Keith Jardine (file photo) drew with Gegard Mousasi on Saturday night. | Sherdog.com
After accepting the bout on little more than one week’s notice, Keith Jardine fought Gegard Mousasi tooth-and-nail for three rounds at Strikeforce “Diaz vs. Daley” on Saturday night.
The bout was eventually ruled a majority draw on the judges’ scorecards, owing to a point deduction Mousasi received for landing an illegal upkick to Jardine’s jaw in the opening round of their 205-pound duel at the Valley View Casino Center in San Diego, Calif.
Jardine’s coach, Mike Winkeljohn, begs to differ with the decision, point deduction notwithstanding.
“I thought Keith won the fight. I thought he won rounds one and two. I know round two was a little closer, but I thought he won the round,” Winkeljohn told Sherdog.com following the contest. “I think a lot of people are always influenced by blood. Keith is a bleeder, but he’s fine. That just happens when Keith Jardine fights, and I think that people like that he comes to fight.”
The “Dean of Mean” had just begun his preliminary weight cut for a run at the 185-pound division when he received the offer to step in to take the injured Mike Kyle’s place against Mousasi. Without time for a proper training camp, Jardine’s lack of cardio plagued him throughout the contest.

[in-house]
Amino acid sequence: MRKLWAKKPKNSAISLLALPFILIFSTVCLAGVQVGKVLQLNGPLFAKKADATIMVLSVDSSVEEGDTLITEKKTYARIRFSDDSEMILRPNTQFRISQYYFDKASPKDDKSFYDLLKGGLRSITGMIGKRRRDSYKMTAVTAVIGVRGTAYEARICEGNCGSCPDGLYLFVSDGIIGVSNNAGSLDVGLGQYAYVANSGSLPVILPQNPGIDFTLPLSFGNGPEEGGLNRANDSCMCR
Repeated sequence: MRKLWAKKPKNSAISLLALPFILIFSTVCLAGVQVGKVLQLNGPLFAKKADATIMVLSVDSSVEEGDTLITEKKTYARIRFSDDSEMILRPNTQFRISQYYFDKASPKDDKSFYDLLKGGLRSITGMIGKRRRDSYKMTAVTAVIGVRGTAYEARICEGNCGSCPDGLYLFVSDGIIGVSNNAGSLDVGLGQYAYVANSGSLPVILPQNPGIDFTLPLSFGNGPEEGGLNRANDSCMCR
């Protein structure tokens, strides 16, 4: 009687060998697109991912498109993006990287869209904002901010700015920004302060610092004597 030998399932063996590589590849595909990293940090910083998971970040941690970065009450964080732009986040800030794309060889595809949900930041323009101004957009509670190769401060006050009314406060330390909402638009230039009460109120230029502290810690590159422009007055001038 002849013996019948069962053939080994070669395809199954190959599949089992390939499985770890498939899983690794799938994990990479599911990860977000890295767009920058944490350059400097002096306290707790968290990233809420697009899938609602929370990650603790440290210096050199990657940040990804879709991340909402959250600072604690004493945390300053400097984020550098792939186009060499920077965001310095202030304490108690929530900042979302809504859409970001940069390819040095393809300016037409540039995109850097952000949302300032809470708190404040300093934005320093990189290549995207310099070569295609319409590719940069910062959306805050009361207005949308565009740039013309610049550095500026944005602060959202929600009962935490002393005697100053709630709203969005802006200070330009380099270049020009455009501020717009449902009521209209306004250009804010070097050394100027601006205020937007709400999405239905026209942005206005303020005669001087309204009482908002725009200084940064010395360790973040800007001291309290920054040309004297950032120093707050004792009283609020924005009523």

“[Keith’s conditioning] had a huge effect on the fight. Honestly, when he moves like he [usually] does and comes in on angles, he doesn’t get hit. When he ran out of gas, his hands fell, he was standing still, and he found himself backing up at the wrong time and taking some punishment,” explained Winkeljohn. “It’s a [cardio] thing. I know for a fact that Keith had the capability to blast out of some of those positions in the third round, but he was so gassed.”
Asked if any true technical analysis could be extracted from a fight in which a lack of conditioning played such a heavy factor, Winkeljohn readily provided insight into some of Jardine’s strategic mistakes.
“I wish that, mentally, I could get [Jardine] to keep his hands up when he’s fatigued,” said Winkeljohn. “I would have liked a little more head movement and for him to not go to the Thai clinch in those situations and [instead] just drop for a takedown. He gets into a comfort zone in the Thai clinch, and he was taking too many punches there.”
Though the veteran sustained multiple cuts and bruises to his face, Jardine continued to press forward, even during the third round, when the effects of his fatigue were strongest.
“Keith’s got huge heart. He’s the captain of our team. He’s been around forever and he’s one of my favorite guys,” said Winkeljohn. “Taking the fight on such short notice tells you about his heart. He wants to fight. He’s that guy.”
As for his fighter’s future, Winkeljohn says Jardine’s eyes are focused on the Strikeforce middleweight title. Due to the unsatisfying nature of the draw with Mousasi, however, those plans could change.
“Everybody is talking about a potential rematch. Our goal to start with was to go to 185 and reinvent ourselves, but things could change. But what I’d like to see happen is for us to get a [middleweight] fight in Strikeforce and then get a shot at the title,” said Winkeljohn. “With Keith going to 185 pounds, we’re going to make a statement. People are going to be real surprised at what he can pull off.”